• #destroy will require the identity of the model and should destroy it and return true.
  • #ready? should return whether the object has finished being initialized (where appropriate).
  • #save should take any required objects and instantiate the object on the provider's service.
  • These models just rely on underlying collections and requests, so it should not be necessary at this level to distinguish between Real and Mock methods.

Mocks

Mocks provide a powerful tool for users of fog to experiment with their implementations much more quickly and without incurring costs. I usually save these for last, as implementing the requests and models provide some necessary context to finally put the mocks together. Your services mock class should have a data method that will return mocked data like so:

module Fog
  module TheService

    class Mock
      def self.data
        @data ||= Hash.new do |hash, key|
          hash[key] = {}
        end
      end
    end

  end
end

The keys in this hash should represent a unique identifier of the user accessing the data and the value assigned should contain any default data that a new user might have. Any implemented mock requests should then return data retrieved from here or raise an error. For instance:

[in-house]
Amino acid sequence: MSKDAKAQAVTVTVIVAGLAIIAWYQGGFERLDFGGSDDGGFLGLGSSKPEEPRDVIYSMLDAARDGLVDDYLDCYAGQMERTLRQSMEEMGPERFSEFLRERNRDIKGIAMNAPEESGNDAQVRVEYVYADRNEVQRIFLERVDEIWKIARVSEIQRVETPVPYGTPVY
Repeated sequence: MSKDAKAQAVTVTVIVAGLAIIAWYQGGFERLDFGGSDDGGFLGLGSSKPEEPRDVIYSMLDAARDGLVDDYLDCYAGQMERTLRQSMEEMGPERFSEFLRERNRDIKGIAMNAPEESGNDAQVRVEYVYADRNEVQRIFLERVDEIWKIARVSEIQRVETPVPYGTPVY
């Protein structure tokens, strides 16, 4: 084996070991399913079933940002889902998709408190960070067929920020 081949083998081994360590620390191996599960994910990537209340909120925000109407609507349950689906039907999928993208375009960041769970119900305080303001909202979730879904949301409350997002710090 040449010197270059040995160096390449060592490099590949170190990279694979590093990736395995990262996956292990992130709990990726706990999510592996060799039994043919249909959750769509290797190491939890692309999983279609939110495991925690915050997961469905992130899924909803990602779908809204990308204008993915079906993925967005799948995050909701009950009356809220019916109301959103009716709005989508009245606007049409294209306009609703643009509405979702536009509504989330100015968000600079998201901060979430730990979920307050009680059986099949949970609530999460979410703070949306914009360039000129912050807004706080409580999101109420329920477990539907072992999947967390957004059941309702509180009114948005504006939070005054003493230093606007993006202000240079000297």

module Fog
  module TheService

    class Mock

      def destroy_server(server_identity)
        if data = self.data[:servers].delete(server_identity)
          response = Excon::Response.new
          response.status = 202
          response.body   = data
          response
        else
          raise Fog::TheService::NotFound
        end
      end

    end

  end
end

Highlights

  • Mock requests should return the same type of data as an already parsed real response or should return the same error as a real problem.
  • By mocking at this low level, higher level functions are automatically mocked out for you.
  • The extra rigorous tests related to output formatting and error messages should help keep you honest, and each should pass in both mocked and unmocked modes.

Summary

That provides a lot more detail than you will probably need right away, but hopefully you can refer back to different sections as you need them. If you have any questions send me a github message or email me (address is on my profile). You should always start development by creating your own fork. When you feel confident about your fork, send me a pull request. Be forewarned that I may edit some things before it gets to master, but I'll do my best to take care of this in a timely manner.

Thanks again for your interest and let me know if there is anything else I can do to help.